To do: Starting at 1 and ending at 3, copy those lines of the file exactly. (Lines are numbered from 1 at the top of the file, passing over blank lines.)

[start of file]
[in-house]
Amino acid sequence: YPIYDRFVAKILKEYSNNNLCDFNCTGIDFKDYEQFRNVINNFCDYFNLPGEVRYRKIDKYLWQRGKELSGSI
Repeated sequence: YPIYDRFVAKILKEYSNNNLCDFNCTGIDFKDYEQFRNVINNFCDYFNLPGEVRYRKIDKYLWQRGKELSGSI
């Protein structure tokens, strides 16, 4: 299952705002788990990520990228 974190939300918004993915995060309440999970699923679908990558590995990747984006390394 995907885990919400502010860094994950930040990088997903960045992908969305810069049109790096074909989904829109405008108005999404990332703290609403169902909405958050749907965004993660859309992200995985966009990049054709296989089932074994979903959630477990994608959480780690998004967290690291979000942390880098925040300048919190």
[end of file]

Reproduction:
[in-house]
Amino acid sequence: YPIYDRFVAKILKEYSNNNLCDFNCTGIDFKDYEQFRNVINNFCDYFNLPGEVRYRKIDKYLWQRGKELSGSI
Repeated sequence: YPIYDRFVAKILKEYSNNNLCDFNCTGIDFKDYEQFRNVINNFCDYFNLPGEVRYRKIDKYLWQRGKELSGSI